LYNQ leads the GRINNER project to prevent fires caused by batteries

When recycling batteries, the process needs intense attention when being handled and disposed of. Lithium-Ion and nickel batteries, in particular, can cause fire and explosions if not treated at a waste electrical and electronic equipment (WEEE) recycling plant.

What is the GRINNER project about?

The GRINNER project will be one that develops an AI-powered battery detection system using data from an x-ray detector and pick-and-place robots.

The project’s focus is on a key issue that is affecting the waste electrical and electronic equipment management chain: fires caused by batteries when damaged.

Aim of the GRINNER project

Commercialise an AI-enabled robotic sorting system capable of detecting and removing e-waste containing batteries from conveyor belts before they get crushed and disposed of in other waste.

What will the system comprise of?

  • An energy-resolved x-ray detector
  • A software-enabled module that can analyse x-ray data and detect waste-containing batteries
  • Removal of batteries by a vision-based pick-and-place robot

“The project will develop and bring to market the first automated robotic system capable of detecting batteries incorporated within e-waste. The proposed activities will enable the technology to be demonstrated at the Green WEEE recycling plant in Romania, which, we anticipate, will show an effective technology resulting in a reduction in direct costs for operators while minimising environmental impact,” Mark Gregory, CEO of LYNQ

Partners on the project

The GRINNER consortium comprises an interdisciplinary team of experts from seven research and industry organisations across the same number of European countries. The project has been funded by the European Union’s Horizon Europe research and innovation programme under a grant agreement.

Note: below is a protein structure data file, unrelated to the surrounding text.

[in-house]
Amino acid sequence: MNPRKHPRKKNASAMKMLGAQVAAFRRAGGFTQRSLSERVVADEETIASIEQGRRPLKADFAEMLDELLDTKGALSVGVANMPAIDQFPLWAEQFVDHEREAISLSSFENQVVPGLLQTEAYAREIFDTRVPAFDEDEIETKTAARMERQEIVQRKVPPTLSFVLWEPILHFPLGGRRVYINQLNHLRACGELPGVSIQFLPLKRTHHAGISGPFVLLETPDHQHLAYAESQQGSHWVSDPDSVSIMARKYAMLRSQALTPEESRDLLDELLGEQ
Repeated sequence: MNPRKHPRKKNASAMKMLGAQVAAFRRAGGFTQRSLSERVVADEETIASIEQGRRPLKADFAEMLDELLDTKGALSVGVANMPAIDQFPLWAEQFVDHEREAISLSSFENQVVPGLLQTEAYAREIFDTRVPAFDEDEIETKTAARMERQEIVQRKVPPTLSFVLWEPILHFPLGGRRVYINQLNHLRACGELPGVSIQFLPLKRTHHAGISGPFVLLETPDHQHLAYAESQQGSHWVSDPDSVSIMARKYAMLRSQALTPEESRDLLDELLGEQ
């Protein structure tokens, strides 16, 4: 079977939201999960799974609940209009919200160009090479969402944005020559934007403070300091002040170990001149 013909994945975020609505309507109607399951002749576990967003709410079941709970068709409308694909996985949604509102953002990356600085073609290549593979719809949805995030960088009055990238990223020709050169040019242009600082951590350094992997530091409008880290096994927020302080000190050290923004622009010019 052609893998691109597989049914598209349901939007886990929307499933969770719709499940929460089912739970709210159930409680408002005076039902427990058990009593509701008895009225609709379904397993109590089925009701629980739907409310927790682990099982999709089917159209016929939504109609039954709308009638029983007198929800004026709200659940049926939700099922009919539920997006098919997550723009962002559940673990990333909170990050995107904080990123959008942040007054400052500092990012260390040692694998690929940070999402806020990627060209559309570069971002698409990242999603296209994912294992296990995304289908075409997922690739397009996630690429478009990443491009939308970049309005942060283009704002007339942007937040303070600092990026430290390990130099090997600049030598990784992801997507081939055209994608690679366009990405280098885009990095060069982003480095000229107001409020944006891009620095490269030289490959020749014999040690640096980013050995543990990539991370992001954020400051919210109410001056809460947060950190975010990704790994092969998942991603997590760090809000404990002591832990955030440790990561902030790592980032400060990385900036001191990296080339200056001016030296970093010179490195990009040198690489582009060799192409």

• LYNQ MES: A leading software company reinventing manufacturing execution system (MES) software for businesses looking to digitalise and drive factory performance.
  • Erion: The largest Italian system of Extended Producer Responsibility for the management of waste associated with electronic products and for the waste of tobacco products.
  • Weeforum: The world’s largest multi-national centre of competence with regard to operational know-how concerning the management of waste electrical and electronic equipment (‘WEEE’). It is a not-for-profit association of 46 WEEE producer responsibility organisations across the world
  • Direct Conversion: A leading innovator, designer and manufacturer of x-ray imaging components, which include x-ray tubes, digital detectors and other image processing solutions that are key components of x-ray imaging systems.
  • Green WEEE: One of the leading S-E & Central Europe players, focused on the collection, treatment and recycling of waste electrical and electronic equipment (WEEE), cables, batteries and automotive components.
  • TWI Hellas: Builds upon three scientific and technological pillars: data science, robotic technology and systems integration, to create intelligent, adaptable and autonomous systems.
  • University of Essex: Essex University strive to undertake research that has the potential to change the world. Every project they support is directed by a desire to make a difference.
Written by
Mark Gregory

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